Where a tuned antenna coupler is included in the radio system, that coupler must be retuned separately from the changing of the radio's operating RF frequency if signals having the maximum available power are to be transmitted and received. The purpose of the tuned antenna coupler is to match the impedance of the antenna to that of the radio at the carrier frequency which is in use. This minimizes reflections and standing waves and maximizes the percentage of the available power which is transmitted or received. The process of retuning the coupler is often referred to as tuning the coupler's tuning network. This specification will refer to the antenna coupler as an antenna matching network and to the process of retuning it as adjusting its impedance in order to avoid confusion with the radio's system for controlling its operating frequency.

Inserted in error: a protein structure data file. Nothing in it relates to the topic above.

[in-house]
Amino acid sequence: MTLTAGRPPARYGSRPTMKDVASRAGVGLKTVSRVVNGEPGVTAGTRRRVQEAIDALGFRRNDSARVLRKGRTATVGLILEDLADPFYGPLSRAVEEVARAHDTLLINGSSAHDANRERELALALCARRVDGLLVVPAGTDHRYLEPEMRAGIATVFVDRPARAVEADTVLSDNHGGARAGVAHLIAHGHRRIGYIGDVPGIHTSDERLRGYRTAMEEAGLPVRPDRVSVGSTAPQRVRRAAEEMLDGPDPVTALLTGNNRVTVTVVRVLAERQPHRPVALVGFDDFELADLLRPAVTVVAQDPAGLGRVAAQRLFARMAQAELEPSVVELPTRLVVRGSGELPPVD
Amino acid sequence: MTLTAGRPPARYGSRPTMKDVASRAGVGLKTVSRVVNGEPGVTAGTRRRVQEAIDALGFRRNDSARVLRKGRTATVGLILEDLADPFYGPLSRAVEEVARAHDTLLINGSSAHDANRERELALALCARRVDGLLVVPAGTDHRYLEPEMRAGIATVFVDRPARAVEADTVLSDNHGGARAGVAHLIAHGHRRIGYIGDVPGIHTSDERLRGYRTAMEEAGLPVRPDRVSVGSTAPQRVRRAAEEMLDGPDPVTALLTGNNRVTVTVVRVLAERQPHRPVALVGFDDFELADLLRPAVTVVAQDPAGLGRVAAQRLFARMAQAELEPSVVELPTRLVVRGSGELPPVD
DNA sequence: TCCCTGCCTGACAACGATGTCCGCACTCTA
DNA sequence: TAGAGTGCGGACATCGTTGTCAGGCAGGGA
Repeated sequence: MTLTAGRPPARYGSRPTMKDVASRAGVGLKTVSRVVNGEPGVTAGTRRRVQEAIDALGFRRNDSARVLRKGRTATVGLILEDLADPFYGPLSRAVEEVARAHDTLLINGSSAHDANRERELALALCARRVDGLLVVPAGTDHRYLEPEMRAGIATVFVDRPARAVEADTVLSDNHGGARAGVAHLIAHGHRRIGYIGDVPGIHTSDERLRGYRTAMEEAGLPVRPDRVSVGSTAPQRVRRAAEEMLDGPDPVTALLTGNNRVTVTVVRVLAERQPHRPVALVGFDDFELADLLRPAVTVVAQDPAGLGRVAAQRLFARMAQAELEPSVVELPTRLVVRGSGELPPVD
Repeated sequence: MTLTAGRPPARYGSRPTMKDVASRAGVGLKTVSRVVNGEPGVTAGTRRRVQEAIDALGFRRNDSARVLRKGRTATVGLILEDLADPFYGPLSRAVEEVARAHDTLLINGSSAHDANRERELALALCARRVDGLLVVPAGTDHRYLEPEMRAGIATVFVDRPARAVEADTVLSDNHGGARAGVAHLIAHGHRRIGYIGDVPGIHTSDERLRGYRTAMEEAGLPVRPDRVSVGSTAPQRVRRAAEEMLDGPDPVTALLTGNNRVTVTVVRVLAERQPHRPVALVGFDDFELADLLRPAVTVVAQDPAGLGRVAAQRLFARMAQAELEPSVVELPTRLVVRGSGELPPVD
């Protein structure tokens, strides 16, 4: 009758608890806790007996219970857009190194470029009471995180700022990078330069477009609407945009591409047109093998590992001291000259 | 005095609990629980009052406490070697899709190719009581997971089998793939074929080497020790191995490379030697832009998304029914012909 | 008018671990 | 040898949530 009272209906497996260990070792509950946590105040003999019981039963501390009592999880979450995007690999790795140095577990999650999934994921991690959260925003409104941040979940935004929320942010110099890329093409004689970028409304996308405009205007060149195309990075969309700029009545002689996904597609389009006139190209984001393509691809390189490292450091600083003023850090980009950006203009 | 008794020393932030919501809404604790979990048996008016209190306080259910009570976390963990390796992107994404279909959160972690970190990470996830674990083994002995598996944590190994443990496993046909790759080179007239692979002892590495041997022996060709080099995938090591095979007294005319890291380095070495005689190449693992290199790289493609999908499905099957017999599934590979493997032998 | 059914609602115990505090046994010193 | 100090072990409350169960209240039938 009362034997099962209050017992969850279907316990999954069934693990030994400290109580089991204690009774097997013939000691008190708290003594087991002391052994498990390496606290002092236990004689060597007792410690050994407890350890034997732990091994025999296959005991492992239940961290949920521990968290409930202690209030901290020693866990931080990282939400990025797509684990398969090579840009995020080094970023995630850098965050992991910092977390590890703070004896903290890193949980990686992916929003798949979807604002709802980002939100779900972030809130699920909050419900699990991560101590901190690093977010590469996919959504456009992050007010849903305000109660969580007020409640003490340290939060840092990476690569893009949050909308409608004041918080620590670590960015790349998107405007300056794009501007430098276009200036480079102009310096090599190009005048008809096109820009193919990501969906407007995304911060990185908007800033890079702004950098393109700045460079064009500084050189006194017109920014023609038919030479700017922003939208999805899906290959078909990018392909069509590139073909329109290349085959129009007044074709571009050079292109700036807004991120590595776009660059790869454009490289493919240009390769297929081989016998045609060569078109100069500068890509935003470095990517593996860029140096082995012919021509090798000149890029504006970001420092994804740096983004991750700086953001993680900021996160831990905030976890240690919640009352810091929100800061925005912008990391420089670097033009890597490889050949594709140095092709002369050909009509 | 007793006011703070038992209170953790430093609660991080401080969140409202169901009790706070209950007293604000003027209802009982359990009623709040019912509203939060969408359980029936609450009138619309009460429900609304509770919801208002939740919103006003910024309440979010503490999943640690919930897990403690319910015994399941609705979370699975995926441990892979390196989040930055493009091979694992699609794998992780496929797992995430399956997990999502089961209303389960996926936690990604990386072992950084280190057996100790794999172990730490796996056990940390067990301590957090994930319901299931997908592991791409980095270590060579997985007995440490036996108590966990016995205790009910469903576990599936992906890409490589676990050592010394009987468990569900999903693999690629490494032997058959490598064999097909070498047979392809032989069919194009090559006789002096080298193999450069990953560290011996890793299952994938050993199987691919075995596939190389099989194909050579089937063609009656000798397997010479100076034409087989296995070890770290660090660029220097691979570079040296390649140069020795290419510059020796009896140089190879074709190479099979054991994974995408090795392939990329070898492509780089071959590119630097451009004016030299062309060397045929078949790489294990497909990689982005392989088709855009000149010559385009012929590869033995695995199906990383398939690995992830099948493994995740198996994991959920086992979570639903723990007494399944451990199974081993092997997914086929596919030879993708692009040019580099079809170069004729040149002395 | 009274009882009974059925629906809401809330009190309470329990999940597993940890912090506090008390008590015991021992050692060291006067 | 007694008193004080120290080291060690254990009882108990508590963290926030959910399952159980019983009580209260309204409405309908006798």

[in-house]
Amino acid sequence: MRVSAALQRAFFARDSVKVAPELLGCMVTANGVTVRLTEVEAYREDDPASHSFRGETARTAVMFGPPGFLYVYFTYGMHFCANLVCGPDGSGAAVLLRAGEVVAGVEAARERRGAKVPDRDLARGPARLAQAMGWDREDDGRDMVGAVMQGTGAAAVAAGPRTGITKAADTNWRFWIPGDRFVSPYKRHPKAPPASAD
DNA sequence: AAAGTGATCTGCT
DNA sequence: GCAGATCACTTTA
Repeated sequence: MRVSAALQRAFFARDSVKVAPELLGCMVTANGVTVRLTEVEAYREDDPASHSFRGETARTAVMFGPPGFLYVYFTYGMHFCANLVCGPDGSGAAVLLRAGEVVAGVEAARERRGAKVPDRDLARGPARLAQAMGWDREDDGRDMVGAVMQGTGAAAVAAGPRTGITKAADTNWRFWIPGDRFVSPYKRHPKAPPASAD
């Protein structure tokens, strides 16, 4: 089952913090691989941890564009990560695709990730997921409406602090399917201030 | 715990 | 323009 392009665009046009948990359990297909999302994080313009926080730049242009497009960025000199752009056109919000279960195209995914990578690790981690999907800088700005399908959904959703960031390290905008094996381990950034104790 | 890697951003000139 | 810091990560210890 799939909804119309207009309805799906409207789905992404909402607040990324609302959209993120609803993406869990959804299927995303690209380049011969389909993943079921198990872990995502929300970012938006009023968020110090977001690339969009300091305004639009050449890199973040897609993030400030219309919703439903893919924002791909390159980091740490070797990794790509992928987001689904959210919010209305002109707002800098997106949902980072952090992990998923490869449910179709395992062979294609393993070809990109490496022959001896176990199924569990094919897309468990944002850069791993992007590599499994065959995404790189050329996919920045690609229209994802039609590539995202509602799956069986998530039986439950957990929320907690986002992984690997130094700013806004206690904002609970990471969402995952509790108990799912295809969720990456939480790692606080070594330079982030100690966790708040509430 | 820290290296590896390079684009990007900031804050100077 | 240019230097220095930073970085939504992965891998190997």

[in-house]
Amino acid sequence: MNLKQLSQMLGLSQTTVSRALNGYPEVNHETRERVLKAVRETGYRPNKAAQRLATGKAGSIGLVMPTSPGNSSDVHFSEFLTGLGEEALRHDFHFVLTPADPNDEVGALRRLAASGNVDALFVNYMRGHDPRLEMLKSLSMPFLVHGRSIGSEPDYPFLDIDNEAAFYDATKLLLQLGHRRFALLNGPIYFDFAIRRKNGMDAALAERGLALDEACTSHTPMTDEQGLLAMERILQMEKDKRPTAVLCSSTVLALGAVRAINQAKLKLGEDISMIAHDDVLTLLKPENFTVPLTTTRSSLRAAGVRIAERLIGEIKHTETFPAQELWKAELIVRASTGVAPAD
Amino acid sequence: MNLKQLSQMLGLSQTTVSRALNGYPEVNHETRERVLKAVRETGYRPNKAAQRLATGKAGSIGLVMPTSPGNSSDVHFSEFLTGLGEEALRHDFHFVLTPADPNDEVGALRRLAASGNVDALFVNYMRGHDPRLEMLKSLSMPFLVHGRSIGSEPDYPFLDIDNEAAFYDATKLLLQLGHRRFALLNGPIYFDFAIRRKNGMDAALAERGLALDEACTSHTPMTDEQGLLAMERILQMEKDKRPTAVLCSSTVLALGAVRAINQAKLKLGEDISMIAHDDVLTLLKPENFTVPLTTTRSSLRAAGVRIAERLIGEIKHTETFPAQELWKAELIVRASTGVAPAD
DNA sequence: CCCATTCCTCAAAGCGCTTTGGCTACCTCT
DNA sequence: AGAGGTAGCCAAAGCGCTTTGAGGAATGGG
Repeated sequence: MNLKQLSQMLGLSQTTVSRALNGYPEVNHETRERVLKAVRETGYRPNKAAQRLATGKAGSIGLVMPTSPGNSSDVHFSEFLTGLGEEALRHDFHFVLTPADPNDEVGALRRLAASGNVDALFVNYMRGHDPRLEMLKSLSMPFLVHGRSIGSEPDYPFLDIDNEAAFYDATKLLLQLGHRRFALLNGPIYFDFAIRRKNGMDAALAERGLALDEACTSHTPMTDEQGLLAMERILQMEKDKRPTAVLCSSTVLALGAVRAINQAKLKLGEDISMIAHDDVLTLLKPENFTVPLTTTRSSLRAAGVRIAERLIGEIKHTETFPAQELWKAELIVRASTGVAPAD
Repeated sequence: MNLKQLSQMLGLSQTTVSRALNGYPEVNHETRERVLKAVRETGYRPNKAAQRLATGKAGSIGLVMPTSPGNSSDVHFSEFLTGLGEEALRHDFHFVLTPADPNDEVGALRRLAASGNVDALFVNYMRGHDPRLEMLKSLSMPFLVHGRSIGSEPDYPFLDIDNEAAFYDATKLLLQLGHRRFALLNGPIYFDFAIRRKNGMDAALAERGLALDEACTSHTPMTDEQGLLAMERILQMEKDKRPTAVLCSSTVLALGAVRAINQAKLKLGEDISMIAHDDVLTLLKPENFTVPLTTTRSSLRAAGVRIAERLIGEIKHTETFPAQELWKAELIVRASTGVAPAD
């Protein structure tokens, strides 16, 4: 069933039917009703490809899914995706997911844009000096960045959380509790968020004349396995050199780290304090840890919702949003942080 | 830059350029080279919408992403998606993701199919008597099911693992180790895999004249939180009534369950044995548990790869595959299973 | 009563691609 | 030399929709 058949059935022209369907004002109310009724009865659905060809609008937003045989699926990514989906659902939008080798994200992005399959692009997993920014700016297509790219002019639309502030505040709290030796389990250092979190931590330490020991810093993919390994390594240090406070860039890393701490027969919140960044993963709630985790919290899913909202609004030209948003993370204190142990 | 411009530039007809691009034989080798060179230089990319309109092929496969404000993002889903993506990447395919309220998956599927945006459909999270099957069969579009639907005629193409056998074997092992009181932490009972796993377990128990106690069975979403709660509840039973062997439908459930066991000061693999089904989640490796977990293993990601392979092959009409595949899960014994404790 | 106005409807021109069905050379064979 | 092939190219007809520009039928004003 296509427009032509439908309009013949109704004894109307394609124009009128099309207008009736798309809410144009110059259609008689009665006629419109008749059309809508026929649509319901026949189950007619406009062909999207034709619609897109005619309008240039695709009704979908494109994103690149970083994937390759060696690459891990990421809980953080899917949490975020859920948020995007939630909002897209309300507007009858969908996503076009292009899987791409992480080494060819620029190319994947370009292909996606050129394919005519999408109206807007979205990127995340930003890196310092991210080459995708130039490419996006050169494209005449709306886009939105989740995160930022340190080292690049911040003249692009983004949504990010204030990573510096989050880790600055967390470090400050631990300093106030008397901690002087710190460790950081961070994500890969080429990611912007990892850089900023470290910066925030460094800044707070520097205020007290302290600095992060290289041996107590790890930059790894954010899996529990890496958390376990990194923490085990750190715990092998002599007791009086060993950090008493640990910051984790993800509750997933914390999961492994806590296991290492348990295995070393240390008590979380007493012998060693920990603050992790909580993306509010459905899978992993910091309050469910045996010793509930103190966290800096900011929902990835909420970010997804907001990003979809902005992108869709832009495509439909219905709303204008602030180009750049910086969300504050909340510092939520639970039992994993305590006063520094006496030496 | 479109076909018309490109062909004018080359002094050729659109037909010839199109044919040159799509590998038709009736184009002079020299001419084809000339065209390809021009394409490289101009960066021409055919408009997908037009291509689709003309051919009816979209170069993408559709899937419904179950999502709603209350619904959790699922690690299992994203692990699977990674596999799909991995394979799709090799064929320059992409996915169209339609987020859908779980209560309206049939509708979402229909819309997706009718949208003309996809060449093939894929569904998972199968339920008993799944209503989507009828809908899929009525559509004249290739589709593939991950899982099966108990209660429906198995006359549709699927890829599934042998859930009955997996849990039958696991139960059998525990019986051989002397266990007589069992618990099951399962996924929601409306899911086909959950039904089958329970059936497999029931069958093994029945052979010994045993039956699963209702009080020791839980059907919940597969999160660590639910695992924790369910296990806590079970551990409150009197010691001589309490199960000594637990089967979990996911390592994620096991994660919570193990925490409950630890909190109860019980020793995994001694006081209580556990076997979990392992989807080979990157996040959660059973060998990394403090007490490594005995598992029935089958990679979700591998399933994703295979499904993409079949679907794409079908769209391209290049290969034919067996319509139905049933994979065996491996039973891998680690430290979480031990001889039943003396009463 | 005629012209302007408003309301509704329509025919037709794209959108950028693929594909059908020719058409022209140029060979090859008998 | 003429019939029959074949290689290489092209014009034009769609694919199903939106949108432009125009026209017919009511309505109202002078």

One system for adjusting the impedance of an antenna matching network comprises a feedback loop including that matching network, means for adjusting the impedance of that matching network, a sensor for providing a mismatch signal representative of the degree of mismatch of that matching network at the operating frequency during transmission and a matching adjustment processor responsive to the mismatch signal for controlling the means for adjusting the impedance of the matcing network.
In an aircraft having two such radio systems which operate in the same general frequency band, such as the 2-30 MHz RF band, there is a problem of interference between the different radio systems. This interference is a result of coupling between the antennas of the two radios. The matching network of the first radio cannot be adjusted while the second radio is transmitting or adjusting its coupler because of the presence of an excess signal in the first radio's matching network at the frequency of operation of the second radio. In the past, this problem has been avoided by using the radios alternately rather than simultaneously. A need has now developed to be able to use both radio systems at the same time.